With a supply of toothpicks, this will be a tasty appetizer for you to serve on New Year’s Eve just as they are; or, topping baguette slices slathered with a little garlic butter and freshly grated Parmesan cheese, or simply spread with goat cheese.

Other than an appetizer, they are perfect on salads, pastas, pizza, or even on your scrambled eggs for breakfast.  This could be your go-to appetizer that takes little time, and ingredients.  A hit for your crowd!

Maple Syrup-Roasted Tomatoes


16 cherry or grape tomatoes, halved
2 tablespoons maple syrup
2 tablespoons olive oil
¼ teaspoon dried thyme
2 cloves garlic, minced
Salt and seasoned pepper, to taste


Heat oven to 400 degrees.
Arrange tomato halves cut side up on an aluminum foil-lined baking sheet.
Whisk together remaining ingredients and drizzle over tomatoes.
Bake for 20 minutes, then stir and add a couple of tablespoons of water if they appear too dry.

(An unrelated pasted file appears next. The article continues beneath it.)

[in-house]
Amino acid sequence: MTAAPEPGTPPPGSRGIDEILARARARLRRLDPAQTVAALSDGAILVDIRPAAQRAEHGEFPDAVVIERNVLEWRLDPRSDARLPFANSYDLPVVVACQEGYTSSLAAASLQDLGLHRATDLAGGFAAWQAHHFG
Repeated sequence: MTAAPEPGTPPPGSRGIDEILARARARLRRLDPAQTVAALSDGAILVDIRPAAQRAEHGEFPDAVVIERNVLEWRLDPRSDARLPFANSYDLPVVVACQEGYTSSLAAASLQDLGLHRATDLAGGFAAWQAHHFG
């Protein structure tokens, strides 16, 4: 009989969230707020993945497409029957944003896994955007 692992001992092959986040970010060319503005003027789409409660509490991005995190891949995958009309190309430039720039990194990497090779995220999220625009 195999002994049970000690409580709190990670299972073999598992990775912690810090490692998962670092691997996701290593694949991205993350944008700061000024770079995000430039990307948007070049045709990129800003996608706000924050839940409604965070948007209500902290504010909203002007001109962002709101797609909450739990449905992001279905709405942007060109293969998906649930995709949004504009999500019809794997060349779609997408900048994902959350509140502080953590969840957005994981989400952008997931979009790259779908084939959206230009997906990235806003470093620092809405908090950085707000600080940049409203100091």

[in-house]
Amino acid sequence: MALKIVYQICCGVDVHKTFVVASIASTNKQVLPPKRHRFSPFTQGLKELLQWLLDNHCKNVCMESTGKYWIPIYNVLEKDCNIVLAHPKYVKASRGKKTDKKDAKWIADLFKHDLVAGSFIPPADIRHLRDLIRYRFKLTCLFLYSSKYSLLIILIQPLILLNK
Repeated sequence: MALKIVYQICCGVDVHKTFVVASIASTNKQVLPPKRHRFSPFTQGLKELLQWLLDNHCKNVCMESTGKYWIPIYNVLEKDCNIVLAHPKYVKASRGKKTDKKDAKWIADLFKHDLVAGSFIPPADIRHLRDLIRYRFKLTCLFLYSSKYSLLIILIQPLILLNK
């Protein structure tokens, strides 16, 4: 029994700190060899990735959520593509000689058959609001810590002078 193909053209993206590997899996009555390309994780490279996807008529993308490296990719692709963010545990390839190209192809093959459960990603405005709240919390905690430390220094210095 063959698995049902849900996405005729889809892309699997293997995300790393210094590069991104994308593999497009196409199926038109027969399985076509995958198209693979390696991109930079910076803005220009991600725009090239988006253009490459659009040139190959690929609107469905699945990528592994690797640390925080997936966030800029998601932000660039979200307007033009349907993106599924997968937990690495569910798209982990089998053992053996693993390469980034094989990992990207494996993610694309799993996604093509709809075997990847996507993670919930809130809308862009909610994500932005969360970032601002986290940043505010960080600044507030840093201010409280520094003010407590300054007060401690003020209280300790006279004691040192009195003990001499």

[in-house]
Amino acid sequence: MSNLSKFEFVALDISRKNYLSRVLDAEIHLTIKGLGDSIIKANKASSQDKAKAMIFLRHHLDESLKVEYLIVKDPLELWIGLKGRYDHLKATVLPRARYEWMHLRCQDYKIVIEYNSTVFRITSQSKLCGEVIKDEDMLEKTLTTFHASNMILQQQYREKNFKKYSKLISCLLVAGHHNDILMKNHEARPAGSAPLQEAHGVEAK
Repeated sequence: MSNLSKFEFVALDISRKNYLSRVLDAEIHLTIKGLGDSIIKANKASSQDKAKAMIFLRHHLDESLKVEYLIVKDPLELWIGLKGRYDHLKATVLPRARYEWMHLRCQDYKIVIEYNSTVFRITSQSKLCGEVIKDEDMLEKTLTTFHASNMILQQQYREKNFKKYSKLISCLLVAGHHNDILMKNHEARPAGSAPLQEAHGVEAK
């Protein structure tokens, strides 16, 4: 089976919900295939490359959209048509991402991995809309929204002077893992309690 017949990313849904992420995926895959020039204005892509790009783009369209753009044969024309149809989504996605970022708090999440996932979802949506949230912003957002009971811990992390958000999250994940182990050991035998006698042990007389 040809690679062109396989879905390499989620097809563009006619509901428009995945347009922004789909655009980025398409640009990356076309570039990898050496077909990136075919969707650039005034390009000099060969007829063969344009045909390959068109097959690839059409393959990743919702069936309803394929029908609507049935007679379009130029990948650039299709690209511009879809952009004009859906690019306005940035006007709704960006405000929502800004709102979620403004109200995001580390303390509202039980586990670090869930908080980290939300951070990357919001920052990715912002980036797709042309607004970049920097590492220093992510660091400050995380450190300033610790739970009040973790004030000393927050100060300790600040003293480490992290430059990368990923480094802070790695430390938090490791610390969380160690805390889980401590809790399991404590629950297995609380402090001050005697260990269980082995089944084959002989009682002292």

Return to oven and bake for another 20-30 minutes until tomatoes are browned on bottom and begin to collapse.

They're tasty little bites!

Be sure to visit my friend, Linda’s blog, @My Kind of Cooking for great tips and delicious easy recipes! 

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Monday, December 24, 2012

Merry Christmas to you...

May the lovely spirit of Christmas bring you lots of 
peace, joy and happiness.

May it bless you all through the year.

Here's wishing you all a Wonderful Christmas!

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Thursday, November 29, 2012

“Christmasizing” with Cranberry-Grape Compote

The turkey is over and done with ~ the fall décor stashed away ~ readying me for “Christmasizing” the house the last few days.  The short tree in the living room was trimmed with lights and ornaments, only to be dismantled the next morning, and replaced with a 7.5-foot slim tree, and even more trimming.  

What I really wanted to do was get in the kitchen and do a little cooking. There was a bag of cranberries waiting in the refrigerator for a makeover, and I was happy to oblige.  I like the canned variety, but always like to try something new.  

The credit for this recipe goes to Martha Stewart.  Plump, juicy red grapes complement tart cranberries perfectly.  Fresh or frozen cranberries can be used, with there being no need to thaw frozen ones.